New York City thrives because of its proximity to the Atlantic Ocean, but last fall Superstorm Sandy tested the man-made infrastructure across all five boroughs and some parts of the region are still reeling from the damage.
Even in affluent sections of Lower Manhattan, emergency generators flanked some office buildings months after the storm and small shops remained shuttered from sustained storm damage.
William Solecki, director of the CUNY Institute for Sustainable Cities and professor at Hunter College, explained that although scientists can predict storm trajectories, what happens after a storm makes landfall can be an unknown.
“We know relatively little about what happens to that water once it hits the shore,” Solecki told correspondent Rick Karr. “[T]he built environment that we’ve created provides pathways for moving water in and around the built environment, so into tunnels, you know, around highway entrance ramps sort of diverting water in lots of different places.”
In Manhattan, water cascaded into subway tunnels and into power substations, cutting off transportation and electricity for half the island. The historic Verizon Building also sustained flooding. Built in 1926 in the art deco style and living in the shadow of One World Trade Center, the Verizon Building still houses a substantial portion of Lower Manhattan’s telecommunications infrastructure in its basement floors.
On the night of Sandy, representatives from Verizon told us their lobby flooded with water that eventually drained down to the basement cable vaults. Flooding peaked at 5 feet in the vault. Even months after the storm, dried leaves littered the floor and a brown line marked how high the water had been in the vault.
According to Chris Levendos, Verizon’s executive director of national operations, the antiquated copper wiring in the vault sustained the most damage from the water, whereas newer, fiber optic cables fared well. As a result of the storm, Verizon is speeding up its efforts to update their telecommunications infrastructure for the city. “We’re moving as much service, if not all services, as quickly as possible to fiber optic based infrastructure,” Levendos said.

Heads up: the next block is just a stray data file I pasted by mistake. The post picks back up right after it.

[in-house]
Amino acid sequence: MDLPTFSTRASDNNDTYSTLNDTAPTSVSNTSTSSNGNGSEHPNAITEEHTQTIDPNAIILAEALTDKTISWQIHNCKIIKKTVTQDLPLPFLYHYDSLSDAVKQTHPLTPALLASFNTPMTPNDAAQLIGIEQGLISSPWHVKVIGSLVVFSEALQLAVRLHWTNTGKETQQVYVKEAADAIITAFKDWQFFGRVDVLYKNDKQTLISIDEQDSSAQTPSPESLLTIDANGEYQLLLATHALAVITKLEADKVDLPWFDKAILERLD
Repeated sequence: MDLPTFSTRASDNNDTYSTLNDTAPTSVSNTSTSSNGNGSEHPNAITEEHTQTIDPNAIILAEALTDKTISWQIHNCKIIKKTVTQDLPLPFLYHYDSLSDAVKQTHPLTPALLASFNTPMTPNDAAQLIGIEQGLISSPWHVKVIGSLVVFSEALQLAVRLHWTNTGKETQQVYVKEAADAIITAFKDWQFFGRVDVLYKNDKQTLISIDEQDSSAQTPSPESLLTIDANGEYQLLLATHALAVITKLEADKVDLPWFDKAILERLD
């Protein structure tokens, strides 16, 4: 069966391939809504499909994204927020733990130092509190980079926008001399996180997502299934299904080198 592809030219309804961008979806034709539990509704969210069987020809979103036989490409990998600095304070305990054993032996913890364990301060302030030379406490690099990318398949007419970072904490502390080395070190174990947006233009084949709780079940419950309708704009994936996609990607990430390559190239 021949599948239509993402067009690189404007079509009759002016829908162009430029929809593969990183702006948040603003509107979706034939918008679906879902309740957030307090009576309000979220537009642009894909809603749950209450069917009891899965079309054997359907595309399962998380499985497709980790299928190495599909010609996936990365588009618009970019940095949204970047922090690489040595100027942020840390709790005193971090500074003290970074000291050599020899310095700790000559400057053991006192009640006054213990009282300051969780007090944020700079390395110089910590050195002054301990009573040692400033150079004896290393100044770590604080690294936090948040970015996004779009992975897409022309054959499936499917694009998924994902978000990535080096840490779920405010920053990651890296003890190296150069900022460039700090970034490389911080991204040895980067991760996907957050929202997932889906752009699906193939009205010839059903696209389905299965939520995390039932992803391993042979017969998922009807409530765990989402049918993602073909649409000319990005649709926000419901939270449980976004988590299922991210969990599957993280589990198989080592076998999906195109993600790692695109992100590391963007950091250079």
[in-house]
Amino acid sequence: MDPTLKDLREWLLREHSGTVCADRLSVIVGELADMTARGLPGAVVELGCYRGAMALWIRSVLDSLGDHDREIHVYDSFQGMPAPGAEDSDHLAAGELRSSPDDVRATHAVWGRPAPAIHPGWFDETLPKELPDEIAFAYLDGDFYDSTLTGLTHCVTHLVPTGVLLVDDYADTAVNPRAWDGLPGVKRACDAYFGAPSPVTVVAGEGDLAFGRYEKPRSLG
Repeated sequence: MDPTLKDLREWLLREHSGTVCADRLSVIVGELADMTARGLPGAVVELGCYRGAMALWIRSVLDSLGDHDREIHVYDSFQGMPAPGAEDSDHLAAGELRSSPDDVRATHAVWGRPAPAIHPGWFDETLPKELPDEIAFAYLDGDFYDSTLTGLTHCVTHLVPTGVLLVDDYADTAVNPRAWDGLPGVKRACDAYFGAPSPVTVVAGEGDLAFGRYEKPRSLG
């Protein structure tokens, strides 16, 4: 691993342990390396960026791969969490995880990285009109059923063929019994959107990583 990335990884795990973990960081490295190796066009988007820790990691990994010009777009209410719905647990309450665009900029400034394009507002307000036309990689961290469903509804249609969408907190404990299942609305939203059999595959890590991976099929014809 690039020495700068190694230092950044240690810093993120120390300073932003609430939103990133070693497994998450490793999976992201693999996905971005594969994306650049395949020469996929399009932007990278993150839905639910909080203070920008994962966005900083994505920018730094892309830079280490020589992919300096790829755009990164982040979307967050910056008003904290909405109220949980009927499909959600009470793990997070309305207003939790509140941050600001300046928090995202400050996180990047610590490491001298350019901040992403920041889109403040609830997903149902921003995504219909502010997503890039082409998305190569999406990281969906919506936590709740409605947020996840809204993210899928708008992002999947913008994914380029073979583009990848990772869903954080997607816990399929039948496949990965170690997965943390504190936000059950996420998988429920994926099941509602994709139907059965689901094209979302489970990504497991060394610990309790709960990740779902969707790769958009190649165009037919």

Laura Kusisto, a reporter for The Wall Street Journal and covering post-storm rebuilding in the region, spoke with MetroFocus host Rafael Pi Roman about the wider implications of the storm’s damage on the Greater New York region.
“[A]s many people know if you went to Lower Manhattan in the first week after Sandy, it was a different world. It was […] pitch black, there was no electricity, many, many buildings were closed,” Kusisto said. “Maybe what fewer people know is that even in the months after Sandy, about a third of the office space in the financial district was still closed.”
According to Kusisto, three large office buildings are still out of service and many small businesses at ground level have yet to re-open as of early May. Many businesses, Kusisto said, are investing in raising their most critical systems out of basements. However, compared to other sections of the city, the financial district is doing relatively well.
“One of the areas that I looked at that is struggling more is Breezy Point,” Kusisto said. A fire destroyed more than a hundred homes there the night of the storm.
Kusisto also has been reporting on the Rockaways where developers and designers are competing to rebuild certain sections of the neighborhood. “Even when you went out to the Rockaways before the storm it looked sometimes in some ways like a second world country,” Kusisto said. “… people have realized that there were not jobs there, there were not small businesses, a lot of the housing was sort of in poor repair.”
Federal funding will offset some costs of rebuilding, according to Kusisto, but private landlords and homeowners will also have to pay for many of the adjustments.